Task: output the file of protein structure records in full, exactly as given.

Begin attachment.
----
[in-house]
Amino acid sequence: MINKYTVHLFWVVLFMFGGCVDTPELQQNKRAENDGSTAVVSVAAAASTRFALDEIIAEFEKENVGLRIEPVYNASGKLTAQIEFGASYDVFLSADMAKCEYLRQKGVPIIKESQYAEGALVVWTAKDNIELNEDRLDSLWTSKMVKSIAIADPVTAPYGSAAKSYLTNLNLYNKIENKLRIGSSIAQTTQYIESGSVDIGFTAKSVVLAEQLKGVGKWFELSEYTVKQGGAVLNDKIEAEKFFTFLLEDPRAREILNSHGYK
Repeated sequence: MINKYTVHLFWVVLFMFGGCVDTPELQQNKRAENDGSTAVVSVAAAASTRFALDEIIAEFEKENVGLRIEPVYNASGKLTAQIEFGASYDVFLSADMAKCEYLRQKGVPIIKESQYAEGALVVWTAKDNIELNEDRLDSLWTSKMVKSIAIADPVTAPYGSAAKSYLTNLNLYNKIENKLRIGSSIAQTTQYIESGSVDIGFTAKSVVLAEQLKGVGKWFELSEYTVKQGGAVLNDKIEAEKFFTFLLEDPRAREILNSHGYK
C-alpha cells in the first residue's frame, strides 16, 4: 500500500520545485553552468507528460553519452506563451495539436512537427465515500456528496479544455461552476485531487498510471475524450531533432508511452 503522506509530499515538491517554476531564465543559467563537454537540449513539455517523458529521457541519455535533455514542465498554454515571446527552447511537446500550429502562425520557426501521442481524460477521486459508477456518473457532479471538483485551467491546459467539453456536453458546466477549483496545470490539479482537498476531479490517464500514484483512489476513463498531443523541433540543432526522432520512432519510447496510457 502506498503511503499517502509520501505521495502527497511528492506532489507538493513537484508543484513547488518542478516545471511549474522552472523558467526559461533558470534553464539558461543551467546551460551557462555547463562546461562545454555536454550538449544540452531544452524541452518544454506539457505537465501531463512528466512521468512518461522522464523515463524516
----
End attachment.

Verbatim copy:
[in-house]
Amino acid sequence: MINKYTVHLFWVVLFMFGGCVDTPELQQNKRAENDGSTAVVSVAAAASTRFALDEIIAEFEKENVGLRIEPVYNASGKLTAQIEFGASYDVFLSADMAKCEYLRQKGVPIIKESQYAEGALVVWTAKDNIELNEDRLDSLWTSKMVKSIAIADPVTAPYGSAAKSYLTNLNLYNKIENKLRIGSSIAQTTQYIESGSVDIGFTAKSVVLAEQLKGVGKWFELSEYTVKQGGAVLNDKIEAEKFFTFLLEDPRAREILNSHGYK
Repeated sequence: MINKYTVHLFWVVLFMFGGCVDTPELQQNKRAENDGSTAVVSVAAAASTRFALDEIIAEFEKENVGLRIEPVYNASGKLTAQIEFGASYDVFLSADMAKCEYLRQKGVPIIKESQYAEGALVVWTAKDNIELNEDRLDSLWTSKMVKSIAIADPVTAPYGSAAKSYLTNLNLYNKIENKLRIGSSIAQTTQYIESGSVDIGFTAKSVVLAEQLKGVGKWFELSEYTVKQGGAVLNDKIEAEKFFTFLLEDPRAREILNSHGYK
C-alpha cells in the first residue's frame, strides 16, 4: 500500500520545485553552468507528460553519452506563451495539436512537427465515500456528496479544455461552476485531487498510471475524450531533432508511452 503522506509530499515538491517554476531564465543559467563537454537540449513539455517523458529521457541519455535533455514542465498554454515571446527552447511537446500550429502562425520557426501521442481524460477521486459508477456518473457532479471538483485551467491546459467539453456536453458546466477549483496545470490539479482537498476531479490517464500514484483512489476513463498531443523541433540543432526522432520512432519510447496510457 502506498503511503499517502509520501505521495502527497511528492506532489507538493513537484508543484513547488518542478516545471511549474522552472523558467526559461533558470534553464539558461543551467546551460551557462555547463562546461562545454555536454550538449544540452531544452524541452518544454506539457505537465501531463512528466512521468512518461522522464523515463524516